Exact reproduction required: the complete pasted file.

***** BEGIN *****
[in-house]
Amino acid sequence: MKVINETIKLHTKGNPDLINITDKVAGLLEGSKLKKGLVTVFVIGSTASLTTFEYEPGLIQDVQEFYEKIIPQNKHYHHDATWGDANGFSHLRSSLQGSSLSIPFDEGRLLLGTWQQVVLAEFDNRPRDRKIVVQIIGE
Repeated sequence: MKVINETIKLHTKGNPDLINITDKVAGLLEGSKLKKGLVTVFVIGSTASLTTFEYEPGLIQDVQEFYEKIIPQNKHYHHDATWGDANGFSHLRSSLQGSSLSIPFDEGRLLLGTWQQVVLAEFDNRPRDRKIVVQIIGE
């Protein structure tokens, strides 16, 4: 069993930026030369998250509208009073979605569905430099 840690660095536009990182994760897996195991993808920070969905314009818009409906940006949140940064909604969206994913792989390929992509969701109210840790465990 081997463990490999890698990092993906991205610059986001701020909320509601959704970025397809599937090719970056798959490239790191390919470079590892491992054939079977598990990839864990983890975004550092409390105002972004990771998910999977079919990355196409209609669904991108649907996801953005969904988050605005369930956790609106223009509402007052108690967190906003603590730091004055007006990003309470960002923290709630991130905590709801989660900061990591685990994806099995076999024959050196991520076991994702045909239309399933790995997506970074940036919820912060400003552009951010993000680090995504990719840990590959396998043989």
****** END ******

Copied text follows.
[in-house]
Amino acid sequence: MKVINETIKLHTKGNPDLINITDKVAGLLEGSKLKKGLVTVFVIGSTASLTTFEYEPGLIQDVQEFYEKIIPQNKHYHHDATWGDANGFSHLRSSLQGSSLSIPFDEGRLLLGTWQQVVLAEFDNRPRDRKIVVQIIGE
Repeated sequence: MKVINETIKLHTKGNPDLINITDKVAGLLEGSKLKKGLVTVFVIGSTASLTTFEYEPGLIQDVQEFYEKIIPQNKHYHHDATWGDANGFSHLRSSLQGSSLSIPFDEGRLLLGTWQQVVLAEFDNRPRDRKIVVQIIGE
């Protein structure tokens, strides 16, 4: 069993930026030369998250509208009073979605569905430099 840690660095536009990182994760897996195991993808920070969905314009818009409906940006949140940064909604969206994913792989390929992509969701109210840790465990 081997463990490999890698990092993906991205610059986001701020909320509601959704970025397809599937090719970056798959490239790191390919470079590892491992054939079977598990990839864990983890975004550092409390105002972004990771998910999977079919990355196409209609669904991108649907996801953005969904988050605005369930956790609106223009509402007052108690967190906003603590730091004055007006990003309470960002923290709630991130905590709801989660900061990591685990994806099995076999024959050196991520076991994702045909239309399933790995997506970074940036919820912060400003552009951010993000680090995504990719840990590959396998043989």